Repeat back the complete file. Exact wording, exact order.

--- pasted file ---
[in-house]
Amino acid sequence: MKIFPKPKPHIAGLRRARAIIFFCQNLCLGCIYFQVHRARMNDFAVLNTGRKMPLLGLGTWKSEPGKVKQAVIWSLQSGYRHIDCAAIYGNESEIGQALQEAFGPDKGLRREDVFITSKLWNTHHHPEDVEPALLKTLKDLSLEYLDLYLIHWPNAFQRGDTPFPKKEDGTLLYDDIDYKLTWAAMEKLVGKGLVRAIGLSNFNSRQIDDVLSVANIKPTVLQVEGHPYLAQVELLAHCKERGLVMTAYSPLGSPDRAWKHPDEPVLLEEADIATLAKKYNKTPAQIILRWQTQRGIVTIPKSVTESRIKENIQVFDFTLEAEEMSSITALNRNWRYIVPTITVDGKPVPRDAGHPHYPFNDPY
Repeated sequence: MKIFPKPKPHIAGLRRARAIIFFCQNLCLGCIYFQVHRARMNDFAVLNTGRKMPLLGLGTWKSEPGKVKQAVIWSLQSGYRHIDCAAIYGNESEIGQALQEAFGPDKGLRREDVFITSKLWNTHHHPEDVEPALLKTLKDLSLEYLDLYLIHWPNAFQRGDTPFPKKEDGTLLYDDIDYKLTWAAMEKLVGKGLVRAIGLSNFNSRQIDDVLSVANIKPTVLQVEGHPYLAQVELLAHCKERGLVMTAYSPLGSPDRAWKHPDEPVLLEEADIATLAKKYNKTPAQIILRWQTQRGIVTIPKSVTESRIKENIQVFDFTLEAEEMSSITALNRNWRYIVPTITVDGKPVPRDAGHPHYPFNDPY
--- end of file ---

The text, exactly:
[in-house]
Amino acid sequence: MKIFPKPKPHIAGLRRARAIIFFCQNLCLGCIYFQVHRARMNDFAVLNTGRKMPLLGLGTWKSEPGKVKQAVIWSLQSGYRHIDCAAIYGNESEIGQALQEAFGPDKGLRREDVFITSKLWNTHHHPEDVEPALLKTLKDLSLEYLDLYLIHWPNAFQRGDTPFPKKEDGTLLYDDIDYKLTWAAMEKLVGKGLVRAIGLSNFNSRQIDDVLSVANIKPTVLQVEGHPYLAQVELLAHCKERGLVMTAYSPLGSPDRAWKHPDEPVLLEEADIATLAKKYNKTPAQIILRWQTQRGIVTIPKSVTESRIKENIQVFDFTLEAEEMSSITALNRNWRYIVPTITVDGKPVPRDAGHPHYPFNDPY
Repeated sequence: MKIFPKPKPHIAGLRRARAIIFFCQNLCLGCIYFQVHRARMNDFAVLNTGRKMPLLGLGTWKSEPGKVKQAVIWSLQSGYRHIDCAAIYGNESEIGQALQEAFGPDKGLRREDVFITSKLWNTHHHPEDVEPALLKTLKDLSLEYLDLYLIHWPNAFQRGDTPFPKKEDGTLLYDDIDYKLTWAAMEKLVGKGLVRAIGLSNFNSRQIDDVLSVANIKPTVLQVEGHPYLAQVELLAHCKERGLVMTAYSPLGSPDRAWKHPDEPVLLEEADIATLAKKYNKTPAQIILRWQTQRGIVTIPKSVTESRIKENIQVFDFTLEAEEMSSITALNRNWRYIVPTITVDGKPVPRDAGHPHYPFNDPY